I can well appreciate your thoughts that your stepson's actions are not related to ADHD. When he was 7, my son appeared to lack attentiveness at school and his handwriting was illegible. That was enough to trigger the LEA into action, arranging tests for ADD. In the course of this, we mentioned that he had a sleep disorder, violently rocking his head from side to side while in a deep sleep, which visits to the doctor had been unable to resolve. Visits to the local hospital ensued, EEGs and sleep deprivation tests were done, but nothing was diagnosed. From there to the Mental Health Unit for more tests. Still nothing. He was referred to Great Ormond Street Hospital. There the consultant totally ignored my son, but condescended to chat with my wife and me for 5 minutes. Two months later, we were called back and the same thing happened - even the same questions. Two months later and my son was diagnosed ADHD - on the basis of nil testing and nil contact with him. They hadn't even looked up the results of the earlier tests. I suspect the diagnosis was nothing but a means to attract funding for their new ADHD unit. I told them where they could stick their diagnosis - the only symptom of ADHD that could be remotely considered was attention deficit - i.e. linking to ADD, rather than ADHD - but even then that would be incorrect. He only appeared to be inattentive - ask him anything about what he had been taught and he'd spiel the lesson back word for word. He just wouldn't write it down. The LEA came up with a solution - when SATs came around, he'd be permitted to dictate his answers to a teacher who would do the writing. As it turned out, by that time we'd cajoled him into writing by getting him a particularly comfortable pen that he could be proud of, so no dictation was necessary.

    The episode has left me disenchanted with GOSH - everyone from receptionist to consultant seemed to have their heads up their own bums - and with doubts as to whether ADHD is a real illness or merely a convenient politically correct tag for kids who could be anything from bored, naughty or severely mentally unbalanced.

    Upshot? Watch out for quick diagnoses by supposed experts. You live with your stepson and know how he behaves, they don't. Grill them to make sure that they're taking all your information on board and not just taking selective bits to fit a convenient diagnosis. I have more respect for someone who admits that they don't know the answer than someone who bends the facts.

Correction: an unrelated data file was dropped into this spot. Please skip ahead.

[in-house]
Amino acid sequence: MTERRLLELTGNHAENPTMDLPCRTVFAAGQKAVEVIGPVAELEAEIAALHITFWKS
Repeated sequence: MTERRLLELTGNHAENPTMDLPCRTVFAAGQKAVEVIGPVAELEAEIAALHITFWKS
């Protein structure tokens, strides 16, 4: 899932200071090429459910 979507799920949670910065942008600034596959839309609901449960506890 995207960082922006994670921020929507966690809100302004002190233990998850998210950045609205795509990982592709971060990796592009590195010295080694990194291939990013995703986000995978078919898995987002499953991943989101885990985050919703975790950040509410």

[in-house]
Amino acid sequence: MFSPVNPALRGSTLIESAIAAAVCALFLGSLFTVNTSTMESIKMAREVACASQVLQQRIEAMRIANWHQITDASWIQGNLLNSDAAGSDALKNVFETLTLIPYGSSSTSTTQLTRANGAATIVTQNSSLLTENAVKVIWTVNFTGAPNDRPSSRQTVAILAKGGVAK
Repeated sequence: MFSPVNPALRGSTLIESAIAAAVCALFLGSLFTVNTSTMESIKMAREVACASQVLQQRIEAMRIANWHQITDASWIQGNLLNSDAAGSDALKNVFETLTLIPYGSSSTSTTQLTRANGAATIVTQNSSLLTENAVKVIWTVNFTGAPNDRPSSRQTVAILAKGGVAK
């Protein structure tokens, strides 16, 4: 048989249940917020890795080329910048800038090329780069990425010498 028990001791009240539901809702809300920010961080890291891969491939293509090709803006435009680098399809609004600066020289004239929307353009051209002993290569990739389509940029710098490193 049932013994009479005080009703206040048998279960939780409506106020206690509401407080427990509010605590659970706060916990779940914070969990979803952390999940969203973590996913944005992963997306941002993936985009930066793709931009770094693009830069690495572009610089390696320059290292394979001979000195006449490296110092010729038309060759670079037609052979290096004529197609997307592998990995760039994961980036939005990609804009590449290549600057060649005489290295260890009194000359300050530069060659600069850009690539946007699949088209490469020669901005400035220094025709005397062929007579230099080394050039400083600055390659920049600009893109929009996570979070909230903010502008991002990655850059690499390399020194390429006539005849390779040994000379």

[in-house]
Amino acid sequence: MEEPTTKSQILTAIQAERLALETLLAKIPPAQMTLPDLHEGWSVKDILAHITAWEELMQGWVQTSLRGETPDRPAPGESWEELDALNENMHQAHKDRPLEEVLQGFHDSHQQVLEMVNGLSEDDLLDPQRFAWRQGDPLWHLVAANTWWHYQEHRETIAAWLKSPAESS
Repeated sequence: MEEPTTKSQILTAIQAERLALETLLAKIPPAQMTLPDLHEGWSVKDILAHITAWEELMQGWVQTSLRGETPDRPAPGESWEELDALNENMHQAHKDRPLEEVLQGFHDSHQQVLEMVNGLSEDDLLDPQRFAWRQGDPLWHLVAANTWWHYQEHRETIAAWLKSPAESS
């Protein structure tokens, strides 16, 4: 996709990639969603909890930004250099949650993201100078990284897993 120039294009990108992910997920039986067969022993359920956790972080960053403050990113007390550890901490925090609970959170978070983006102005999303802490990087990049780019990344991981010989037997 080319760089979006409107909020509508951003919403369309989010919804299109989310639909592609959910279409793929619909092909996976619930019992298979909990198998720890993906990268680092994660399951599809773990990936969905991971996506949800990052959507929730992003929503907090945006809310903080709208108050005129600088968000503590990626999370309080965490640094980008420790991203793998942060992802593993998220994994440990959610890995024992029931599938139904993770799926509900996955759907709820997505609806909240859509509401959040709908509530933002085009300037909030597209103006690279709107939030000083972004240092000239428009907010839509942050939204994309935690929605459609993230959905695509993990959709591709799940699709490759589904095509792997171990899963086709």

Research not only ADHD, but any other disorder that matches any of your stepson's symptoms. The bluffers fall apart when faced with someone who can ask pertinent questions, so you'll hopefully be left with a consultant who is trying to help your stepson rather than further their own self-aggrandisement.

    Rant over.
  7. I can't give you much in the way of advice now, but my youngest brother was/is ADHD, he was on ritalin (which helped a bit) and had to come off it because of side effects. It was a nightmare, he took a knife to try and get a mates mum after she'd told him off, I had to pin him down for half an hour on cadet camp after he tried to attack one of the NCOs....he was home schooled, etc etc. However, as he went through puberty he grew out of it, he's now doing well at university and has done fantastically well in sport - just wanted to reiterate amazing_lobster's point that kids with ADHD can go on to do very well - I'm extremely proud of my brother.
    A lot of kids with ADHD are also on the autistic spectrum, and many are also very intelligent, so it is a challenge to keep them interested, and also for them to understand norms of society and people's emotions and reactions. If you can find something he gets hooked on (for my brother this was planes, and later on his sport), this may give him something to direct his energy into.
    We also had him on a strict diet as many foods made it worse - not just e-numbers, but things like fresh orange juice, bleached flour and nitrates in meat. It was really obvious when he'd eaten something he shouldn't. TV was restricted too as the more he watched, the worse he was.
    I've babysat ADHD kids and it was similar with them. I have to say, all of them were sweethearts underneath it all, they just lack the 'brakes' on their behaviour and maybe have too much adrenaline in their system (don't know if that's scientifically proven but it makes sense).
    Don't give up fighting for the support the lad needs, and also don't forget to look into respite care if it's neeed.
    Good luck, I have every sympathy for your position, it must be difficult and exhausting.